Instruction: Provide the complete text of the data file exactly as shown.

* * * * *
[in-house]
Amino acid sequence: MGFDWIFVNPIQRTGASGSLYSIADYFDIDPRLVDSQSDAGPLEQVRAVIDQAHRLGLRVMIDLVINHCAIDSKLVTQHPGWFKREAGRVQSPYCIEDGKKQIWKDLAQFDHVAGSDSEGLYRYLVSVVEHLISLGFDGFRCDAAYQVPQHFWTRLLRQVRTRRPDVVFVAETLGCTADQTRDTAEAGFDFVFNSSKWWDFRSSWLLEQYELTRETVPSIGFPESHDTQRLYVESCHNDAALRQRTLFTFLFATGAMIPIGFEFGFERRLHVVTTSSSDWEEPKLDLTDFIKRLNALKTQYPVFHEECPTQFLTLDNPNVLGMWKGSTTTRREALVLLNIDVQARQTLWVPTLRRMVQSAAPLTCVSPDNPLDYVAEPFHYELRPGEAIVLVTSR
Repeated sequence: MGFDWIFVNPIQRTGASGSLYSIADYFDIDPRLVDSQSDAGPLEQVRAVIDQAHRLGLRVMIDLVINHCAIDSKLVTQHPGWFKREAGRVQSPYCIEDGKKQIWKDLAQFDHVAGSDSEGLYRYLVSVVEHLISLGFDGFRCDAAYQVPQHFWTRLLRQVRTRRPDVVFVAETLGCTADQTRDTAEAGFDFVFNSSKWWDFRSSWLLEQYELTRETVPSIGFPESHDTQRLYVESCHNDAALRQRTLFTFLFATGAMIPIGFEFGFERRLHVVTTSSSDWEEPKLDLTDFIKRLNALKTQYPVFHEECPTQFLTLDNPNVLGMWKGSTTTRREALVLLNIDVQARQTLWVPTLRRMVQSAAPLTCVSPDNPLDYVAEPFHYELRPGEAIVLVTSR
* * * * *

[in-house]
Amino acid sequence: MGFDWIFVNPIQRTGASGSLYSIADYFDIDPRLVDSQSDAGPLEQVRAVIDQAHRLGLRVMIDLVINHCAIDSKLVTQHPGWFKREAGRVQSPYCIEDGKKQIWKDLAQFDHVAGSDSEGLYRYLVSVVEHLISLGFDGFRCDAAYQVPQHFWTRLLRQVRTRRPDVVFVAETLGCTADQTRDTAEAGFDFVFNSSKWWDFRSSWLLEQYELTRETVPSIGFPESHDTQRLYVESCHNDAALRQRTLFTFLFATGAMIPIGFEFGFERRLHVVTTSSSDWEEPKLDLTDFIKRLNALKTQYPVFHEECPTQFLTLDNPNVLGMWKGSTTTRREALVLLNIDVQARQTLWVPTLRRMVQSAAPLTCVSPDNPLDYVAEPFHYELRPGEAIVLVTSR
Repeated sequence: MGFDWIFVNPIQRTGASGSLYSIADYFDIDPRLVDSQSDAGPLEQVRAVIDQAHRLGLRVMIDLVINHCAIDSKLVTQHPGWFKREAGRVQSPYCIEDGKKQIWKDLAQFDHVAGSDSEGLYRYLVSVVEHLISLGFDGFRCDAAYQVPQHFWTRLLRQVRTRRPDVVFVAETLGCTADQTRDTAEAGFDFVFNSSKWWDFRSSWLLEQYELTRETVPSIGFPESHDTQRLYVESCHNDAALRQRTLFTFLFATGAMIPIGFEFGFERRLHVVTTSSSDWEEPKLDLTDFIKRLNALKTQYPVFHEECPTQFLTLDNPNVLGMWKGSTTTRREALVLLNIDVQARQTLWVPTLRRMVQSAAPLTCVSPDNPLDYVAEPFHYELRPGEAIVLVTSR